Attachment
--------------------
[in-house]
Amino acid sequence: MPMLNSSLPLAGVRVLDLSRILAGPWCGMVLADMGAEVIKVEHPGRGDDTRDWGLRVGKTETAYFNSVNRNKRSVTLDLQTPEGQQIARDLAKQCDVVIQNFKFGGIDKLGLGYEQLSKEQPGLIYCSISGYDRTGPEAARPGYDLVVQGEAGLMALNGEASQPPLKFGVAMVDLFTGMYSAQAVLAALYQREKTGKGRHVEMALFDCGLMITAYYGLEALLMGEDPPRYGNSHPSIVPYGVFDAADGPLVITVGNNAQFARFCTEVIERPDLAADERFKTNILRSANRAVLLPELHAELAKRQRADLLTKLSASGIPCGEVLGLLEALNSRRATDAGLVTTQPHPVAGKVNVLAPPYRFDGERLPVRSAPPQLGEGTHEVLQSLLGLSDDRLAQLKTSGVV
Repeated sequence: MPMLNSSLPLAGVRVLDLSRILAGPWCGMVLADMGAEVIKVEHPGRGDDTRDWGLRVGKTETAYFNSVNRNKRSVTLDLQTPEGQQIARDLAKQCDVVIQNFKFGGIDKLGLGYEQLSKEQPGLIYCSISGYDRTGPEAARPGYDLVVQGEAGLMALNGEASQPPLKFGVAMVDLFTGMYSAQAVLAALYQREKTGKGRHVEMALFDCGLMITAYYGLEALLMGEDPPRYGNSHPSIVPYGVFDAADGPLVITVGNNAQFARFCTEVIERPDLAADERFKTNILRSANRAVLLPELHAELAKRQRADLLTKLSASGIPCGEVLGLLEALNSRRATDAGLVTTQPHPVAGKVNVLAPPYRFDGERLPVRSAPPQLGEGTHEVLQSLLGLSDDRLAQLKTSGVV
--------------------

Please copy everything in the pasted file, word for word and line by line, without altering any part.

[in-house]
Amino acid sequence: MPMLNSSLPLAGVRVLDLSRILAGPWCGMVLADMGAEVIKVEHPGRGDDTRDWGLRVGKTETAYFNSVNRNKRSVTLDLQTPEGQQIARDLAKQCDVVIQNFKFGGIDKLGLGYEQLSKEQPGLIYCSISGYDRTGPEAARPGYDLVVQGEAGLMALNGEASQPPLKFGVAMVDLFTGMYSAQAVLAALYQREKTGKGRHVEMALFDCGLMITAYYGLEALLMGEDPPRYGNSHPSIVPYGVFDAADGPLVITVGNNAQFARFCTEVIERPDLAADERFKTNILRSANRAVLLPELHAELAKRQRADLLTKLSASGIPCGEVLGLLEALNSRRATDAGLVTTQPHPVAGKVNVLAPPYRFDGERLPVRSAPPQLGEGTHEVLQSLLGLSDDRLAQLKTSGVV
Repeated sequence: MPMLNSSLPLAGVRVLDLSRILAGPWCGMVLADMGAEVIKVEHPGRGDDTRDWGLRVGKTETAYFNSVNRNKRSVTLDLQTPEGQQIARDLAKQCDVVIQNFKFGGIDKLGLGYEQLSKEQPGLIYCSISGYDRTGPEAARPGYDLVVQGEAGLMALNGEASQPPLKFGVAMVDLFTGMYSAQAVLAALYQREKTGKGRHVEMALFDCGLMITAYYGLEALLMGEDPPRYGNSHPSIVPYGVFDAADGPLVITVGNNAQFARFCTEVIERPDLAADERFKTNILRSANRAVLLPELHAELAKRQRADLLTKLSASGIPCGEVLGLLEALNSRRATDAGLVTTQPHPVAGKVNVLAPPYRFDGERLPVRSAPPQLGEGTHEVLQSLLGLSDDRLAQLKTSGVV